SECRETS OF A SOCIAL WORKER

Find peace.Find happiness.Find yourself

Tag: self worth (page 1 of 2)

Happiness is Religion

Life is too short.
We say this often in various situations, but how many times do we actually apply it to our lives? How often do we think about what this really means, and if we truly live by these words when we say them?

My mom and I were having a discussion about this recently, and she said something that had a great impact on me. In talking about the life-is-too-short mentality, we focused in on the concept of happiness. Within this conversation, she said, “You should always strive for happiness. What gives you peace, what fills your bucket and brings you joy? Everything flows with that. We get distracted with so much of our life. Happiness should be our top priority, it’s why we are here. This is our biggest calling and it’s how we become our best selves; by putting ourselves first… Live in your happiness, and be happiness. Happiness is my religion.”

First of all, now you see why I tell everyone my mother is my free therapist. I wrote down her words of wisdom that day and have reflected back on them ever since. I reread them, smile (because of how uplifting and true this is), apply this mindset to my day, and focus on happiness being the upmost purpose of my world.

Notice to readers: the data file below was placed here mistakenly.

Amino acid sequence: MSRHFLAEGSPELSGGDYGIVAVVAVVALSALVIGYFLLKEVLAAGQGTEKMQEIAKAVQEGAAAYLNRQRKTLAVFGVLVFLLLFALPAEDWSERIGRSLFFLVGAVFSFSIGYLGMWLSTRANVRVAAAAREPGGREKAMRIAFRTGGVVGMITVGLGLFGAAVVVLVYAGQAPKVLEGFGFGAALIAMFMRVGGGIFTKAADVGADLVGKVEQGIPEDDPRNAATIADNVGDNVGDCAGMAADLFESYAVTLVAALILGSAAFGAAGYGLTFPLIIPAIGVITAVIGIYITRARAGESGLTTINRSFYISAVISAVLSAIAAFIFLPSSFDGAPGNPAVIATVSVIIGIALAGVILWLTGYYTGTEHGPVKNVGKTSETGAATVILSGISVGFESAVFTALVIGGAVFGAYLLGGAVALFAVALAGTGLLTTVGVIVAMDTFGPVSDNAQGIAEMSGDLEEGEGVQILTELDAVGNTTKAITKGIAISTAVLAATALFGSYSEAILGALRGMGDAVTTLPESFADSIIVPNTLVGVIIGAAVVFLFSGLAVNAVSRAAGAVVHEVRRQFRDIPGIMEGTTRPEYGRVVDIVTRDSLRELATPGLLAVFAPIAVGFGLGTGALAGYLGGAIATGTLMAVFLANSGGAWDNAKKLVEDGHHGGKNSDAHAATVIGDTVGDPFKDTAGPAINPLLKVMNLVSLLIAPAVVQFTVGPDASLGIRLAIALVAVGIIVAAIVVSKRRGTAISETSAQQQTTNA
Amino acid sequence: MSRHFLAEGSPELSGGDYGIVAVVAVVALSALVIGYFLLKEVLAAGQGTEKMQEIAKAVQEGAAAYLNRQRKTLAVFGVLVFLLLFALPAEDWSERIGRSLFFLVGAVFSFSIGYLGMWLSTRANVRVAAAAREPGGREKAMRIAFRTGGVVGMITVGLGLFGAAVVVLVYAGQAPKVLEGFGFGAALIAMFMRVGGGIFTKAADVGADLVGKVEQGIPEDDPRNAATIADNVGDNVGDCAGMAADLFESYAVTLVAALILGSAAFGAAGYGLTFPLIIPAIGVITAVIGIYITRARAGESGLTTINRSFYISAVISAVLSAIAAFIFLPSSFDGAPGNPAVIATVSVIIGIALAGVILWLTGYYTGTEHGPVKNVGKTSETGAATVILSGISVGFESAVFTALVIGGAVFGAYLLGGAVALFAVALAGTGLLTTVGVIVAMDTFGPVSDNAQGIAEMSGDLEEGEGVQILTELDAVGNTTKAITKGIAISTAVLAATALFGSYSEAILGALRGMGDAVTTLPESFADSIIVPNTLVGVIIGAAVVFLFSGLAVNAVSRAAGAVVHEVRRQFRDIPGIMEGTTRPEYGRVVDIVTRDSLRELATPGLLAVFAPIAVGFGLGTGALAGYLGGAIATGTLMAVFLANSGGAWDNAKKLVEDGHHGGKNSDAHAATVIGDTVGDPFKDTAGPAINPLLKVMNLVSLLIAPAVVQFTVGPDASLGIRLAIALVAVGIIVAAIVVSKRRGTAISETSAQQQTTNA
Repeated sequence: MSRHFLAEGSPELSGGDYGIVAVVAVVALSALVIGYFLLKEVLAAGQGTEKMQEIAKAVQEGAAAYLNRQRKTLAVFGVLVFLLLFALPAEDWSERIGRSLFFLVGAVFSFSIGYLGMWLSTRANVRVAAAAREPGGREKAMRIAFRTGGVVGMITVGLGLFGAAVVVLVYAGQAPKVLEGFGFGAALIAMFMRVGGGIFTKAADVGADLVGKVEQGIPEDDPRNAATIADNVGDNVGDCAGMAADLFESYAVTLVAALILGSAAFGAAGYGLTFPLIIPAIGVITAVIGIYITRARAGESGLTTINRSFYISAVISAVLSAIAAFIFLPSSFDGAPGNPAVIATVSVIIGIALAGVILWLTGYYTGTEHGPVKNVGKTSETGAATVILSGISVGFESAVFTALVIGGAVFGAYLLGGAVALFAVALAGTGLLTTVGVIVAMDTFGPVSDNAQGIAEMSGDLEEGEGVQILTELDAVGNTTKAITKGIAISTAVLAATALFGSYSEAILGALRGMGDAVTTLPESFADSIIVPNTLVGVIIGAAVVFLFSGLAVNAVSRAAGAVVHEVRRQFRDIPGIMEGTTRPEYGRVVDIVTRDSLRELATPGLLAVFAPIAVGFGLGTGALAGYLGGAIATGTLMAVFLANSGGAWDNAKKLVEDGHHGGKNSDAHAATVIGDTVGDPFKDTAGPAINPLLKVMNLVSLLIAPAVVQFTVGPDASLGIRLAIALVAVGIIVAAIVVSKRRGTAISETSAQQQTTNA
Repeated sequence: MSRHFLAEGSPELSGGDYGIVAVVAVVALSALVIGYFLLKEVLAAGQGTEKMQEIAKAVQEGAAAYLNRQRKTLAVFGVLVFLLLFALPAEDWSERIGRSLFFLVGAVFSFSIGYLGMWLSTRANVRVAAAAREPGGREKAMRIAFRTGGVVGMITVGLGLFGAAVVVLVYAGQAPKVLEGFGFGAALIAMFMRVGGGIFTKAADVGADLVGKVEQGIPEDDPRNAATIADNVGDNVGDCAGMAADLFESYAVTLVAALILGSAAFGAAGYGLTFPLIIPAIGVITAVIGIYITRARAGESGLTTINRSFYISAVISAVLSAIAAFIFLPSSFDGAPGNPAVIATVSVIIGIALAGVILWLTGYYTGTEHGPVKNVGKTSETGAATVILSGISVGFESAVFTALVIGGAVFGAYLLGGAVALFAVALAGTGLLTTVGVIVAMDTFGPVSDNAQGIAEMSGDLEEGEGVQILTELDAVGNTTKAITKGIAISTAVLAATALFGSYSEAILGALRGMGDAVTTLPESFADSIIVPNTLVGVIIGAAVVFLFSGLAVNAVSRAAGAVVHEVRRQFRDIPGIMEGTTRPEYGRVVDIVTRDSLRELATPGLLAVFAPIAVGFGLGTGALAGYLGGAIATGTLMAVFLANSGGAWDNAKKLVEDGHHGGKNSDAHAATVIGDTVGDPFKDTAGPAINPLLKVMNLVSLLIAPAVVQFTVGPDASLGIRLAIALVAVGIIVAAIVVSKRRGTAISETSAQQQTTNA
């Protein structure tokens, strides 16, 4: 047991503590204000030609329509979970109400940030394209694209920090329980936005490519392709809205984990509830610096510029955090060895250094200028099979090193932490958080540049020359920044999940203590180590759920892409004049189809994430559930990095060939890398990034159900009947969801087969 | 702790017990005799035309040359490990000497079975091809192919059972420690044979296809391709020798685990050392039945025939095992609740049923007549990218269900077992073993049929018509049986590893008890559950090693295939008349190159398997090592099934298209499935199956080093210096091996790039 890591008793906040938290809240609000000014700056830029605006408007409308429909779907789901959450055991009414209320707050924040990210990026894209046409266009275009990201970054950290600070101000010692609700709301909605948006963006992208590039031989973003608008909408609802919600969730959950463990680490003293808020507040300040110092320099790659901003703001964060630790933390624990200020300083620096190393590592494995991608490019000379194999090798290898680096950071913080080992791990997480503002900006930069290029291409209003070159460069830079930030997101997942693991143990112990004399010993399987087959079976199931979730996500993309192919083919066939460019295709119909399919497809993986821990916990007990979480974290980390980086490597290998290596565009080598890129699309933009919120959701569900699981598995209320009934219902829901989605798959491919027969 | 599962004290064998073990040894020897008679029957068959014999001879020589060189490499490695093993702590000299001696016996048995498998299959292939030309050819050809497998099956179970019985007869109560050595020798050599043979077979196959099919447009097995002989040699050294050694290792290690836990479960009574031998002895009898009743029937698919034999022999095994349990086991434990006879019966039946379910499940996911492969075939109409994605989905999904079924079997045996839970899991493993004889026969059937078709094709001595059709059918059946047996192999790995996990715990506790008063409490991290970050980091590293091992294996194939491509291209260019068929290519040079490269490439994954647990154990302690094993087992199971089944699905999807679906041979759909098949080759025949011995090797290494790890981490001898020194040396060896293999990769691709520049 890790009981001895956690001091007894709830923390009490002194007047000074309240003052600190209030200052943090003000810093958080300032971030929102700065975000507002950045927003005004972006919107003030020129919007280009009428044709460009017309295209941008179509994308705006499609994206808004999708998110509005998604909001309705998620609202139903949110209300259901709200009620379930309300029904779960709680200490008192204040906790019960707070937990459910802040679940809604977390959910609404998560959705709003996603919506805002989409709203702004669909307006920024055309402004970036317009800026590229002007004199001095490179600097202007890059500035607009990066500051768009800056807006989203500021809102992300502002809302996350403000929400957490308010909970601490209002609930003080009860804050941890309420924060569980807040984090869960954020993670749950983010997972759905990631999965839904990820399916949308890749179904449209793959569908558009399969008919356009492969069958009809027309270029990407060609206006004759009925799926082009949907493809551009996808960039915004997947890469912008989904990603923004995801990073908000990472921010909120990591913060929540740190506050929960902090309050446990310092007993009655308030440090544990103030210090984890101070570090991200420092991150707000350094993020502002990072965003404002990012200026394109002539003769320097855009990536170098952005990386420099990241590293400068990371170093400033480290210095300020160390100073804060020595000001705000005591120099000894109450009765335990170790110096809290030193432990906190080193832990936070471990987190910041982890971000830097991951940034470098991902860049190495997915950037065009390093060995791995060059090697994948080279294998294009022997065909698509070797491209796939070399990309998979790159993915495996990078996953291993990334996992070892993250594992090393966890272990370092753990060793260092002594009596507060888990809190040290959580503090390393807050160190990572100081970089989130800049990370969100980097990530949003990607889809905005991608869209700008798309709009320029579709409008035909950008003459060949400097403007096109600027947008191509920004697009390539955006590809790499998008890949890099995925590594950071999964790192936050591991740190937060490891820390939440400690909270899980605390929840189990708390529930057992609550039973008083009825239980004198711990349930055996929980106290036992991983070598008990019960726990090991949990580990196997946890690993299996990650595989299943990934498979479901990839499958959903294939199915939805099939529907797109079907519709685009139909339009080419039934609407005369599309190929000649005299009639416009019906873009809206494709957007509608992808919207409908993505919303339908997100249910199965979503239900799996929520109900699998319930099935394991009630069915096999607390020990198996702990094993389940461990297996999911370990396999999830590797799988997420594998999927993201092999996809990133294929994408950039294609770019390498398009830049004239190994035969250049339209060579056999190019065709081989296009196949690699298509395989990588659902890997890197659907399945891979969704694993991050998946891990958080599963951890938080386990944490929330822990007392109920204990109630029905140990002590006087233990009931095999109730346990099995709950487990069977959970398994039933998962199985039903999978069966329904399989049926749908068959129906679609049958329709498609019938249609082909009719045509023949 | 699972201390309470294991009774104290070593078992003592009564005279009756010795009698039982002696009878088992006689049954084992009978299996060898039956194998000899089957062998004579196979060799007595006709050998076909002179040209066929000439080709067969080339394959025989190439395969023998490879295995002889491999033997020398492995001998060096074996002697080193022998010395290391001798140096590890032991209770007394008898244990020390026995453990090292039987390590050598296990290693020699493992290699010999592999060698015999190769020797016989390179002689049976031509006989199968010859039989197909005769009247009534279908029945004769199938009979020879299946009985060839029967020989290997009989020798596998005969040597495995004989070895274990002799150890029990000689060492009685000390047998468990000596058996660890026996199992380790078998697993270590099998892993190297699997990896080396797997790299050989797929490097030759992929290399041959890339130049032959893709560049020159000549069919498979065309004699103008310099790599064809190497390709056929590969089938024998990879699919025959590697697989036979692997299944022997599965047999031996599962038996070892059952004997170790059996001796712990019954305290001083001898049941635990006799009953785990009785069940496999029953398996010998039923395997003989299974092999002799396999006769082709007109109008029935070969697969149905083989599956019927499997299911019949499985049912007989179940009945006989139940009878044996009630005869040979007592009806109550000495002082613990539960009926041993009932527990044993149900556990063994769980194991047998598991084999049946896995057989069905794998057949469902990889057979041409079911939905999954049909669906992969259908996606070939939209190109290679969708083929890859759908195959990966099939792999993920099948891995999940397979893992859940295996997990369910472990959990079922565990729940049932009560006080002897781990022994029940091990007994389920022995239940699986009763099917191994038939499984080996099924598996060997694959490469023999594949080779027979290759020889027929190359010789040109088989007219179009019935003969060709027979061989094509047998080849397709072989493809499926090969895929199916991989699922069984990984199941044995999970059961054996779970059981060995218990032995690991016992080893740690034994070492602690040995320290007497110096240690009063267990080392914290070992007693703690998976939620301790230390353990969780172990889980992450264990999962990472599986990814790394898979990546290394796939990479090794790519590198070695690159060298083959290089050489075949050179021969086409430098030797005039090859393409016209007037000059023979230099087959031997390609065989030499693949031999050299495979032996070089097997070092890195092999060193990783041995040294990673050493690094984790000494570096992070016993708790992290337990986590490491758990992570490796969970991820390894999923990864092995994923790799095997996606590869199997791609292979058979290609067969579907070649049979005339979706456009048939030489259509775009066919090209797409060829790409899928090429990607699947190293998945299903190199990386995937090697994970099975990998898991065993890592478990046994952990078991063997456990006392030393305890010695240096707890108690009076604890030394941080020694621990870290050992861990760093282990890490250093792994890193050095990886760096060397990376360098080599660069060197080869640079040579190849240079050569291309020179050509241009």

Within this uplifting conversation, my mom and I both expressed our frustration when people, including ourselves, settle in life… We settle in jobs, relationships, situations, lifestyles or locations. We sacrifice our happiness a lot, and after looking back on this conversation, I believe there are two reasons why: fear and pain.

We sit in unhappiness. We wait for it to change, and we avoid what needs to happen to transition into a space that we know and feel will make us happier. We wait for the feelings to dissipate and convince ourselves it isn’t that bad, because being unhappy in our everyday ‘normal’ feels safer than stepping into the unknown. Putting ourselves first and advocating for our own happiness can sometimes come with change. We fear change, we run from it because it feels unsafe and risky. We focus more on the process rather than the end goal of where it leads. We fear the period of growth and prefer sitting in what we know doesn’t bring us the joy we deserve.